The anti-apartheid icon shared a special bond for India as Mandela chose the land of Gandhi (his political guru and role model) as his first destination abroad in 1990 after spending 27 years behind bars. During that time he was also conferred with Bharat Ratna, which is India’s highest civilian honour, and he was the first non-Indian recipient of Bharat Ratna. This was even before he got the Nobel Prize for Peace in 1993. Mandela affectionately known as Madiba, while unveiling of Gandhi Memorial in South Africa once said, “The Mahatma is an integral part part of our history because it is here that he first experimented with truth; here that he demonstrated his characteristic firmness in pursuit of justice; here that he developed Satyagraha as a philosophy and a method of struggle," (Economic Times 2013). As a strong follower of Gandhi's teachings, he was also awarded the International Gandhi Peace Prize in 2001 for his peacemaking efforts by the Indian government. For Mandela, “in a world driven by violence and strife, Gandhi’s message of peace and non-violence holds the key to human survival in the 21st century”. Whenever Mandela visited India he considered it a pilgrimage to the land of his political guru.

Mahatma Gandhi was admired by many other black Africans leaders too and was successful in inspiring nationalists like Nkrumah, Julius Nyrere, Jomo Kenyatta, Tom Mboya and Kenneth Kaunda. Nkrumah turned into a disciple of his nonviolent strategy of Satyagraha and mentioned that he owed his success to Gandhi. He termed Gandhi’s strategy of non-violence as “Positive Action” (Biney, 2008). In a similar vein, Nyrere also advocated Gandhi's strategy to attain independence through non-violent protests in Tanzania. Mandela and Gandhi remain an integral part of South Africa’s history and their contribution from liberating people from apartheid and bringing peaceful transition in the country cannot be ignored. Mandela has further said, “Gandhi’s political technique and elements of the nonviolent philosophy developed during his stay in Johannesburg became the enduring legacy for the continuing struggle against racial discrimination in South Africa” (E.S. Reddy, The Wire 2016).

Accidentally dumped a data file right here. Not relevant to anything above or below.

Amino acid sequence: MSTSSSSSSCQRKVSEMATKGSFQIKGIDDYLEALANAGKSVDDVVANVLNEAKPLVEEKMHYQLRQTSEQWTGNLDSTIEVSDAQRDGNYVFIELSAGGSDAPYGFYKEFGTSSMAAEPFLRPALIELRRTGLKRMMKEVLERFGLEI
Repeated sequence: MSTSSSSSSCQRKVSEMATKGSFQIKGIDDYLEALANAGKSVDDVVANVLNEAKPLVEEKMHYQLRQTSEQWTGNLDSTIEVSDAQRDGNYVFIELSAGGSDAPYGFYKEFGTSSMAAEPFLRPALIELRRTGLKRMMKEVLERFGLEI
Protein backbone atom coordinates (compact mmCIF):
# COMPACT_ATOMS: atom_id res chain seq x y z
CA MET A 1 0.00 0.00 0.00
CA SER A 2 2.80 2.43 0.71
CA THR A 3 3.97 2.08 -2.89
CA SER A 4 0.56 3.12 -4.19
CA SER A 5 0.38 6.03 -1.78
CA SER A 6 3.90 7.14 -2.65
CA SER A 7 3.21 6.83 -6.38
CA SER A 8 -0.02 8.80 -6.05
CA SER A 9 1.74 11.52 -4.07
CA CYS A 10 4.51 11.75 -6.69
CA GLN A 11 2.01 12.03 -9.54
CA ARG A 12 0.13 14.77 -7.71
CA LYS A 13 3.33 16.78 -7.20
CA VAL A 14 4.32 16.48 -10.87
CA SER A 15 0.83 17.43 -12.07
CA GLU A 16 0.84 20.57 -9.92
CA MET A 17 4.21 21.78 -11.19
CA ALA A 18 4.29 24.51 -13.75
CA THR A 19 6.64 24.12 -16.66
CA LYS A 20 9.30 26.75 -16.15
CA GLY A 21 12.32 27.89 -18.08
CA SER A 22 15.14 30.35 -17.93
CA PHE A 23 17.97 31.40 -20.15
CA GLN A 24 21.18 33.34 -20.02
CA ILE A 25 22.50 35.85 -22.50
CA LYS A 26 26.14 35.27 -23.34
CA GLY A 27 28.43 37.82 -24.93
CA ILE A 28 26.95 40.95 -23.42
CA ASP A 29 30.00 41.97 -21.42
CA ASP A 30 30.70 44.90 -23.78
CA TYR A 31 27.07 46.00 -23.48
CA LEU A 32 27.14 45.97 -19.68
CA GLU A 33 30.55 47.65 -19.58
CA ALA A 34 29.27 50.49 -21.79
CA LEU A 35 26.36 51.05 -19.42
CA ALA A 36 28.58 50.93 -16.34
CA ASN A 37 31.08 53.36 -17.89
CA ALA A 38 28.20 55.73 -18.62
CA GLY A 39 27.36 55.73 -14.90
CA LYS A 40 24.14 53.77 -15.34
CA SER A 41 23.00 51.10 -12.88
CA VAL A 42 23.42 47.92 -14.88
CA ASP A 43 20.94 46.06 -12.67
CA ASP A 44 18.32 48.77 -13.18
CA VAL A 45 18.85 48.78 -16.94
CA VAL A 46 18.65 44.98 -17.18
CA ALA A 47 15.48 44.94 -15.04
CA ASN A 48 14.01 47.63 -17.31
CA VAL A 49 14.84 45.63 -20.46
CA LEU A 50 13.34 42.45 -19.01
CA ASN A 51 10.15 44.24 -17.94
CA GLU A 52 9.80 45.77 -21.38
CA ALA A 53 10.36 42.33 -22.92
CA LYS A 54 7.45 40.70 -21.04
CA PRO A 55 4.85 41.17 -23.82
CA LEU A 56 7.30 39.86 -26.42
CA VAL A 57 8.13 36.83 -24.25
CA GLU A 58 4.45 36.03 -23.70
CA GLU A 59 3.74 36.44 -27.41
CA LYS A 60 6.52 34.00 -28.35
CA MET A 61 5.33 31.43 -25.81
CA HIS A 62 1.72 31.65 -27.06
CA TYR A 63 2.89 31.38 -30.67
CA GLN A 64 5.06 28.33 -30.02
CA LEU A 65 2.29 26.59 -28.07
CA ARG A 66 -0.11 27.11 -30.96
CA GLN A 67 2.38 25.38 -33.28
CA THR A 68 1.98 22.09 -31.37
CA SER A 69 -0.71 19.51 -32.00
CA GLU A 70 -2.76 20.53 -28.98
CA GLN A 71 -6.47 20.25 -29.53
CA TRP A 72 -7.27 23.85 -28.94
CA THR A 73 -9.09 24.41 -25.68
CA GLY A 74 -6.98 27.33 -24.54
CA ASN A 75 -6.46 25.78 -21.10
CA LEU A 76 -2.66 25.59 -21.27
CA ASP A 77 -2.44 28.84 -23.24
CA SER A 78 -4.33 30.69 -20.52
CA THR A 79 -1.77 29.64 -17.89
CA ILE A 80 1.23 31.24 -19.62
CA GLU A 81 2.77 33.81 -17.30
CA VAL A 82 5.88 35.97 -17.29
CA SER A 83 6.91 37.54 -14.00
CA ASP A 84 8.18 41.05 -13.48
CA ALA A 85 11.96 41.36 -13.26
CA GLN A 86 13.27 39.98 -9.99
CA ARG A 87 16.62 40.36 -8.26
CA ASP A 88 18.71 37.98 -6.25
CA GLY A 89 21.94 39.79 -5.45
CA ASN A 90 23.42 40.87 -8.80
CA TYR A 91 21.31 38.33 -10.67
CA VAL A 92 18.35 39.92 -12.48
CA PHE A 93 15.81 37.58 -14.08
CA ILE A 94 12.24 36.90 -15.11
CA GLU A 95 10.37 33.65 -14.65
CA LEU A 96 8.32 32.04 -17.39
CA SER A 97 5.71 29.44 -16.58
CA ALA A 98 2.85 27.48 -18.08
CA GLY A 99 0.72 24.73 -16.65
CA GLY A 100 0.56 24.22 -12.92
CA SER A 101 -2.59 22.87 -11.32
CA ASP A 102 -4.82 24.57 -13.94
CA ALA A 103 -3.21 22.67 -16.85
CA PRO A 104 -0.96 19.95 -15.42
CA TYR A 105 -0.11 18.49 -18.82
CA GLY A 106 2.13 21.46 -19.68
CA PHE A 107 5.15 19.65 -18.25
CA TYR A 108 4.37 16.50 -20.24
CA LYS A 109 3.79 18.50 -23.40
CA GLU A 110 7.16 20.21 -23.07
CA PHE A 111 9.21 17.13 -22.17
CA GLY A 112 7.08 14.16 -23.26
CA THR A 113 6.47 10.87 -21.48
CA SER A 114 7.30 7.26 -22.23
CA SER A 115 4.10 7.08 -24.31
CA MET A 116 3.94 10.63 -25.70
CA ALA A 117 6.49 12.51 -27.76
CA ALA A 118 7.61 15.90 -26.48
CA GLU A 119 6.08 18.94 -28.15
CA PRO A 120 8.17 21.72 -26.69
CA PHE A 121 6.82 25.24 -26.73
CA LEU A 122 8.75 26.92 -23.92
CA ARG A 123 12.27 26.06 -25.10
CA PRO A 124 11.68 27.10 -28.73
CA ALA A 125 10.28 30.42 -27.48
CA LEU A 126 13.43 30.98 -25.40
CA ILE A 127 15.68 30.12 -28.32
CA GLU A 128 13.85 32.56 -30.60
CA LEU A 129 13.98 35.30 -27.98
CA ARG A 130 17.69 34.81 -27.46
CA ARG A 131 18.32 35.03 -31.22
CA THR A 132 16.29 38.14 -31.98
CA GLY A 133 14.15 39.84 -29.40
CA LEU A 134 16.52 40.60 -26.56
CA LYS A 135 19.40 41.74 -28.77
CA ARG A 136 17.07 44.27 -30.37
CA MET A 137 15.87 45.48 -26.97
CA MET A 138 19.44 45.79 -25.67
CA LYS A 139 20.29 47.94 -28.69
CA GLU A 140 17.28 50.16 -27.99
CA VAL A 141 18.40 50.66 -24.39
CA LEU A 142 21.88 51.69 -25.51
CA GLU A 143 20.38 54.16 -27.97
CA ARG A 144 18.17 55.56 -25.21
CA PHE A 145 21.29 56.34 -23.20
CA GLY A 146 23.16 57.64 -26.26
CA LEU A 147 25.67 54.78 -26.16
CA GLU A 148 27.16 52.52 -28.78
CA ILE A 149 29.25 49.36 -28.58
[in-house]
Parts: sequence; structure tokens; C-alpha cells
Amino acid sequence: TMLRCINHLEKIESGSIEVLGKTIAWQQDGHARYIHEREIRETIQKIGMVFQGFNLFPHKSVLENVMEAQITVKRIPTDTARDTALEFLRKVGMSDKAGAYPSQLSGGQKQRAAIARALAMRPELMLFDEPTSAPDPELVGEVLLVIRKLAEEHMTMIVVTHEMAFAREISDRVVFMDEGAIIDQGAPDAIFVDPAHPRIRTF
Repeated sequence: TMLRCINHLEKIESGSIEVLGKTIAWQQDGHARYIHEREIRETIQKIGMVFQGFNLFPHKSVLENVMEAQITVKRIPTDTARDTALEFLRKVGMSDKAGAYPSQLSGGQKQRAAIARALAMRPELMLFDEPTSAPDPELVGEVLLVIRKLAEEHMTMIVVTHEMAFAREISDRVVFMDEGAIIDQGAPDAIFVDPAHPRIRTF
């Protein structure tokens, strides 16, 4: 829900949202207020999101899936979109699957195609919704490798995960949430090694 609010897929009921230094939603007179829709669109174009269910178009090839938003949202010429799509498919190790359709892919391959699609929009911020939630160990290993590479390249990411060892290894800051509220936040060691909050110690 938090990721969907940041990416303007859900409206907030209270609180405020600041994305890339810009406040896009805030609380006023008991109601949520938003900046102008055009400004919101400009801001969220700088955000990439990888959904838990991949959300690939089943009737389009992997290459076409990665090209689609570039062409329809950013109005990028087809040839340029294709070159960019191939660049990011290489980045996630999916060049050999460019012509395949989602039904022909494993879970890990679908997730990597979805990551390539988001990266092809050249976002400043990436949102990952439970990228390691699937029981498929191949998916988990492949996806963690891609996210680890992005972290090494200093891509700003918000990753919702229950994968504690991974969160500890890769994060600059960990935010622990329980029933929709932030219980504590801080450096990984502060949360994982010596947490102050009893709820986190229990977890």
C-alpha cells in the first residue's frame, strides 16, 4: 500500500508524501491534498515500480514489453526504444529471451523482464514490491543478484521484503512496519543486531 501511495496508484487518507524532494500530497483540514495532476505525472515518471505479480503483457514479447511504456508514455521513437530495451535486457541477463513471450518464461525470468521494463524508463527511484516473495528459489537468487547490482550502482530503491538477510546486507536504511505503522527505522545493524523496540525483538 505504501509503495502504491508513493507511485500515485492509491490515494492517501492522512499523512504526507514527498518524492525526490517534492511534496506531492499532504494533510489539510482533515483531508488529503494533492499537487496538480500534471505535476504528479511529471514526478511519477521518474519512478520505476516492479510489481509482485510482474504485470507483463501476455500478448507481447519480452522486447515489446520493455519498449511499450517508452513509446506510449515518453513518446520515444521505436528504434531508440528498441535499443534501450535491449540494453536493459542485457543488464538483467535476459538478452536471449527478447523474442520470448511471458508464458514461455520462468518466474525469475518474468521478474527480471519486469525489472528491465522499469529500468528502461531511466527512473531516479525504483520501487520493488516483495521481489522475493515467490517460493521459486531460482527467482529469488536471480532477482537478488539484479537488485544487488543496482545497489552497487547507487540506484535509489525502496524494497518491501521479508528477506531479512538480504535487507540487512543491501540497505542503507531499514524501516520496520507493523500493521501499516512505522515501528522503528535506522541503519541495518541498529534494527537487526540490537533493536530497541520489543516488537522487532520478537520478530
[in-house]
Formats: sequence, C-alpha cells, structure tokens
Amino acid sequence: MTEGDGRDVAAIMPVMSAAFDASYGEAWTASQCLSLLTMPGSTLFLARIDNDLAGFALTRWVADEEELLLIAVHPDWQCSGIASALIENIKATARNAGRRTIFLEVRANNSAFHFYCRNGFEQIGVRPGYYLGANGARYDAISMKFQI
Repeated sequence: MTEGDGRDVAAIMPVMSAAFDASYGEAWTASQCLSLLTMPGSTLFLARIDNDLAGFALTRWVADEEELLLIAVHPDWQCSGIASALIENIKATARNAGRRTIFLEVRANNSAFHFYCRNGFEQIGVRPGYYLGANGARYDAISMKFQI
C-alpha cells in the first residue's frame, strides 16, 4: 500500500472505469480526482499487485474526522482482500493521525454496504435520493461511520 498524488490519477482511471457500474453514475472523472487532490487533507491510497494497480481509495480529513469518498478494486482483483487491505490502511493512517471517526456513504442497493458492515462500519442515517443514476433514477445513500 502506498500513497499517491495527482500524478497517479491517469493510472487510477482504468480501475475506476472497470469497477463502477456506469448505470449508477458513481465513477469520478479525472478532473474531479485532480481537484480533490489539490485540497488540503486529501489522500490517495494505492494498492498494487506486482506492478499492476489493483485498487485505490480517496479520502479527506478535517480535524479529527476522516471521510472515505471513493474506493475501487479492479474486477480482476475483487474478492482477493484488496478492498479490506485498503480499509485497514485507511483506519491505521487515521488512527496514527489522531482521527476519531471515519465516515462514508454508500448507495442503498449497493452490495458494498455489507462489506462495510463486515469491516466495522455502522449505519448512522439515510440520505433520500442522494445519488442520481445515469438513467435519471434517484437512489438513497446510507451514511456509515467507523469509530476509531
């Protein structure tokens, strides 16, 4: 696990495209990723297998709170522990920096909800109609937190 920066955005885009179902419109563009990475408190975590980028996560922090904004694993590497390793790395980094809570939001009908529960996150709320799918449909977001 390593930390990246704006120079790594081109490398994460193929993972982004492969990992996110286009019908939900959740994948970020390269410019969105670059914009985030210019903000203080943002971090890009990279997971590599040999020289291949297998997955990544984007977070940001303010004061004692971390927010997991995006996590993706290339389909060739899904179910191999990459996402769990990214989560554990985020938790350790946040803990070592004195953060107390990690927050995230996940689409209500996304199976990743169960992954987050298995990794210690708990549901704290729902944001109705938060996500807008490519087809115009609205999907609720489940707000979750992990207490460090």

Both Gandhi and Mandela, for their own people, went by another set of names - Gandhi was Bapu and Mandela was famously known as Tata. Both words mean ‘father’ as they were father figures to their nations. Moreover, aspiring and motivational personalities for the world of yore and today. Therefore, it is not an exaggeration to state that both Mandela and Gandhi were great leaders. Their efforts to unite people of all classes and opposition to racism are respected and appreciated worldwide. What began with Gandhi’s initiation of a struggle culminating in India’s Independence and sowed the seeds of a birth of a free South Africa should be carried forward in the current times. Given such a strong bond between the two countries and their father figures, the onus is on the current policy-makers to take this relationship to new heights.


(The paper is the author’s individual scholastic articulation. The author certifies that the article/paper is original in content, unpublished and it has not been submitted for publication/web upload elsewhere, and that the facts and figures quoted are duly referenced, as needed, and are believed to be correct). (The paper does not necessarily represent the organisational stance... More >>